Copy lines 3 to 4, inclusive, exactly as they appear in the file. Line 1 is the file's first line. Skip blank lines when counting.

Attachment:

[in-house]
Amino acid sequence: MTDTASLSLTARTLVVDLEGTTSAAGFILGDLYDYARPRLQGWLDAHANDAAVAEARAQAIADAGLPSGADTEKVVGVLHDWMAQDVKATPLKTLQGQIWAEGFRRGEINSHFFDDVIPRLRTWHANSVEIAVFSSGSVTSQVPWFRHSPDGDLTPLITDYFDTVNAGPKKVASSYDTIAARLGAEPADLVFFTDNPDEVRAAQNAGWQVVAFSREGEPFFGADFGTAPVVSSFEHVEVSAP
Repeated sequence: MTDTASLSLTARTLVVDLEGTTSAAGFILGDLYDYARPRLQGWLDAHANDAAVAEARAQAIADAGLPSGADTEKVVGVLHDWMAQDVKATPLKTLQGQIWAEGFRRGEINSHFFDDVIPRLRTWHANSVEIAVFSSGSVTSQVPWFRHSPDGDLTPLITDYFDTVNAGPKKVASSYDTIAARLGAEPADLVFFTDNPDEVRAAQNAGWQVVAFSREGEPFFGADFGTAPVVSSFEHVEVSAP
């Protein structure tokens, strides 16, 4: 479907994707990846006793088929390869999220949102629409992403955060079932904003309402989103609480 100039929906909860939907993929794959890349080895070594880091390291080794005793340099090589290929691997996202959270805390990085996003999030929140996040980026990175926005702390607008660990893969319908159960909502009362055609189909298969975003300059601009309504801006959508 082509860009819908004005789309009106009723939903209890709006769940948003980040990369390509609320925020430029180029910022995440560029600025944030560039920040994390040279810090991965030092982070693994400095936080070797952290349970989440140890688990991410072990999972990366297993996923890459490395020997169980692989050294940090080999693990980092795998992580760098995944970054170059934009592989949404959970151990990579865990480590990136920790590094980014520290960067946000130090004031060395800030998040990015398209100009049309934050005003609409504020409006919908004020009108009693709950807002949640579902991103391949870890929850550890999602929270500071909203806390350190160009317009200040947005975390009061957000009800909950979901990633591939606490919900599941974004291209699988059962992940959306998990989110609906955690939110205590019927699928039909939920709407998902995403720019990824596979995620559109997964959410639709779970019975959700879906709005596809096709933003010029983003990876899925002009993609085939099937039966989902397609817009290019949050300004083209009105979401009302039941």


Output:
Repeated sequence: MTDTASLSLTARTLVVDLEGTTSAAGFILGDLYDYARPRLQGWLDAHANDAAVAEARAQAIADAGLPSGADTEKVVGVLHDWMAQDVKATPLKTLQGQIWAEGFRRGEINSHFFDDVIPRLRTWHANSVEIAVFSSGSVTSQVPWFRHSPDGDLTPLITDYFDTVNAGPKKVASSYDTIAARLGAEPADLVFFTDNPDEVRAAQNAGWQVVAFSREGEPFFGADFGTAPVVSSFEHVEVSAP
């Protein structure tokens, strides 16, 4: 479907994707990846006793088929390869999220949102629409992403955060079932904003309402989103609480 100039929906909860939907993929794959890349080895070594880091390291080794005793340099090589290929691997996202959270805390990085996003999030929140996040980026990175926005702390607008660990893969319908159960909502009362055609189909298969975003300059601009309504801006959508 082509860009819908004005789309009106009723939903209890709006769940948003980040990369390509609320925020430029180029910022995440560029600025944030560039920040994390040279810090991965030092982070693994400095936080070797952290349970989440140890688990991410072990999972990366297993996923890459490395020997169980692989050294940090080999693990980092795998992580760098995944970054170059934009592989949404959970151990990579865990480590990136920790590094980014520290960067946000130090004031060395800030998040990015398209100009049309934050005003609409504020409006919908004020009108009693709950807002949640579902991103391949870890929850550890999602929270500071909203806390350190160009317009200040947005975390009061957000009800909950979901990633591939606490919900599941974004291209699988059962992940959306998990989110609906955690939110205590019927699928039909939920709407998902995403720019990824596979995620559109997964959410639709779970019975959700879906709005596809096709933003010029983003990876899925002009993609085939099937039966989902397609817009290019949050300004083209009105979401009302039941």